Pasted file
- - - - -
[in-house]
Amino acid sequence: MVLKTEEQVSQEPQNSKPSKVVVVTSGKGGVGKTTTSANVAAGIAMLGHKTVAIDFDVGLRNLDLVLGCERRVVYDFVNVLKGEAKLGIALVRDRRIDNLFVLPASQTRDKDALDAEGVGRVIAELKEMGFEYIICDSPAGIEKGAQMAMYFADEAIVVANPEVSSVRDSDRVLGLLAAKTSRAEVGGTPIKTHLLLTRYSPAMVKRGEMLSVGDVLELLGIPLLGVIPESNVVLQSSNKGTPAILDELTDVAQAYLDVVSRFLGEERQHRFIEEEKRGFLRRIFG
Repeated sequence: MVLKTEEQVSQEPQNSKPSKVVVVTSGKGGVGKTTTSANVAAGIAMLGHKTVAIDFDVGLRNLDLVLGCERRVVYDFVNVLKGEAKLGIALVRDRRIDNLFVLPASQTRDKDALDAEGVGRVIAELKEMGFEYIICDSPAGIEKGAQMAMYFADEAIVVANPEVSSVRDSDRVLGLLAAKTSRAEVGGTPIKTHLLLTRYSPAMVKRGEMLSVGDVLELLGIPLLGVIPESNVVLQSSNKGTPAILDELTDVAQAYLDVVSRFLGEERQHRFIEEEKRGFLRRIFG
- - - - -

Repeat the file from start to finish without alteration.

[in-house]
Amino acid sequence: MVLKTEEQVSQEPQNSKPSKVVVVTSGKGGVGKTTTSANVAAGIAMLGHKTVAIDFDVGLRNLDLVLGCERRVVYDFVNVLKGEAKLGIALVRDRRIDNLFVLPASQTRDKDALDAEGVGRVIAELKEMGFEYIICDSPAGIEKGAQMAMYFADEAIVVANPEVSSVRDSDRVLGLLAAKTSRAEVGGTPIKTHLLLTRYSPAMVKRGEMLSVGDVLELLGIPLLGVIPESNVVLQSSNKGTPAILDELTDVAQAYLDVVSRFLGEERQHRFIEEEKRGFLRRIFG
Repeated sequence: MVLKTEEQVSQEPQNSKPSKVVVVTSGKGGVGKTTTSANVAAGIAMLGHKTVAIDFDVGLRNLDLVLGCERRVVYDFVNVLKGEAKLGIALVRDRRIDNLFVLPASQTRDKDALDAEGVGRVIAELKEMGFEYIICDSPAGIEKGAQMAMYFADEAIVVANPEVSSVRDSDRVLGLLAAKTSRAEVGGTPIKTHLLLTRYSPAMVKRGEMLSVGDVLELLGIPLLGVIPESNVVLQSSNKGTPAILDELTDVAQAYLDVVSRFLGEERQHRFIEEEKRGFLRRIFG